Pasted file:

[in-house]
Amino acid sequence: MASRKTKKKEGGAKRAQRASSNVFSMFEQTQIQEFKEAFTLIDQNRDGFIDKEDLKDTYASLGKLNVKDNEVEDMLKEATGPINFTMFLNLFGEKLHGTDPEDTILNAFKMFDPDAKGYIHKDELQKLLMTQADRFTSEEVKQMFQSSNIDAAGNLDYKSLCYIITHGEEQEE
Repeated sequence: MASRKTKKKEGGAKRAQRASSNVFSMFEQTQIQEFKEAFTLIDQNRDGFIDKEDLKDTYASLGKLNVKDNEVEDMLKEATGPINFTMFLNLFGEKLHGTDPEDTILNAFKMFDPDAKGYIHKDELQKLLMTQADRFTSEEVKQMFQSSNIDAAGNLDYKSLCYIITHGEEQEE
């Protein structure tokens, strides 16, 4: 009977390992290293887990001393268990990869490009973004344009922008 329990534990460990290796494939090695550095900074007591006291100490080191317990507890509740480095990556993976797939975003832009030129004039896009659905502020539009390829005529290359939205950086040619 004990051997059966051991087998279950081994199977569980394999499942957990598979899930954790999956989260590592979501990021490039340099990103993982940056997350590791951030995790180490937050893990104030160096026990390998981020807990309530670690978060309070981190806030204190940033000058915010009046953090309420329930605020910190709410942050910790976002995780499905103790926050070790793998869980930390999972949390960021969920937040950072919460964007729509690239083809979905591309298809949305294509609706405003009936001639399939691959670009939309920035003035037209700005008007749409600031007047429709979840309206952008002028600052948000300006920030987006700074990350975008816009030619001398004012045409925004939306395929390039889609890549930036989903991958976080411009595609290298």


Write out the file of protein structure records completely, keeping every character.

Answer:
[in-house]
Amino acid sequence: MASRKTKKKEGGAKRAQRASSNVFSMFEQTQIQEFKEAFTLIDQNRDGFIDKEDLKDTYASLGKLNVKDNEVEDMLKEATGPINFTMFLNLFGEKLHGTDPEDTILNAFKMFDPDAKGYIHKDELQKLLMTQADRFTSEEVKQMFQSSNIDAAGNLDYKSLCYIITHGEEQEE
Repeated sequence: MASRKTKKKEGGAKRAQRASSNVFSMFEQTQIQEFKEAFTLIDQNRDGFIDKEDLKDTYASLGKLNVKDNEVEDMLKEATGPINFTMFLNLFGEKLHGTDPEDTILNAFKMFDPDAKGYIHKDELQKLLMTQADRFTSEEVKQMFQSSNIDAAGNLDYKSLCYIITHGEEQEE
């Protein structure tokens, strides 16, 4: 009977390992290293887990001393268990990869490009973004344009922008 329990534990460990290796494939090695550095900074007591006291100490080191317990507890509740480095990556993976797939975003832009030129004039896009659905502020539009390829005529290359939205950086040619 004990051997059966051991087998279950081994199977569980394999499942957990598979899930954790999956989260590592979501990021490039340099990103993982940056997350590791951030995790180490937050893990104030160096026990390998981020807990309530670690978060309070981190806030204190940033000058915010009046953090309420329930605020910190709410942050910790976002995780499905103790926050070790793998869980930390999972949390960021969920937040950072919460964007729509690239083809979905591309298809949305294509609706405003009936001639399939691959670009939309920035003035037209700005008007749409600031007047429709979840309206952008002028600052948000300006920030987006700074990350975008816009030619001398004012045409925004939306395929390039889609890549930036989903991958976080411009595609290298």